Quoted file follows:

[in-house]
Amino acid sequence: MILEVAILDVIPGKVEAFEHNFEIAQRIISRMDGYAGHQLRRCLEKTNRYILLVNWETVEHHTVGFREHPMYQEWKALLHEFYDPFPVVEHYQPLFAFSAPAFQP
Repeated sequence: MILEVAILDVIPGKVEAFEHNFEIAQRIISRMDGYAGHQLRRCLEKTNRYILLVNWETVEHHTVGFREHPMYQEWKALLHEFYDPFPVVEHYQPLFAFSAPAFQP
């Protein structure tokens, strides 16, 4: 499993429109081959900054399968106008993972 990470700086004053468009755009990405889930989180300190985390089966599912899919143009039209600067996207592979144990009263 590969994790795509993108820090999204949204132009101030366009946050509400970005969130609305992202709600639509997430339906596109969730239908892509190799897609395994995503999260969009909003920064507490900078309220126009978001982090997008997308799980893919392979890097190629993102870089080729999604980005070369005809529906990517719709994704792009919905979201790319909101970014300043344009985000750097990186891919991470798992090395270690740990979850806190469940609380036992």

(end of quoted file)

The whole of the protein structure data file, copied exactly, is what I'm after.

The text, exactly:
[in-house]
Amino acid sequence: MILEVAILDVIPGKVEAFEHNFEIAQRIISRMDGYAGHQLRRCLEKTNRYILLVNWETVEHHTVGFREHPMYQEWKALLHEFYDPFPVVEHYQPLFAFSAPAFQP
Repeated sequence: MILEVAILDVIPGKVEAFEHNFEIAQRIISRMDGYAGHQLRRCLEKTNRYILLVNWETVEHHTVGFREHPMYQEWKALLHEFYDPFPVVEHYQPLFAFSAPAFQP
């Protein structure tokens, strides 16, 4: 499993429109081959900054399968106008993972 990470700086004053468009755009990405889930989180300190985390089966599912899919143009039209600067996207592979144990009263 590969994790795509993108820090999204949204132009101030366009946050509400970005969130609305992202709600639509997430339906596109969730239908892509190799897609395994995503999260969009909003920064507490900078309220126009978001982090997008997308799980893919392979890097190629993102870089080729999604980005070369005809529906990517719709994704792009919905979201790319909101970014300043344009985000750097990186891919991470798992090395270690740990979850806190469940609380036992």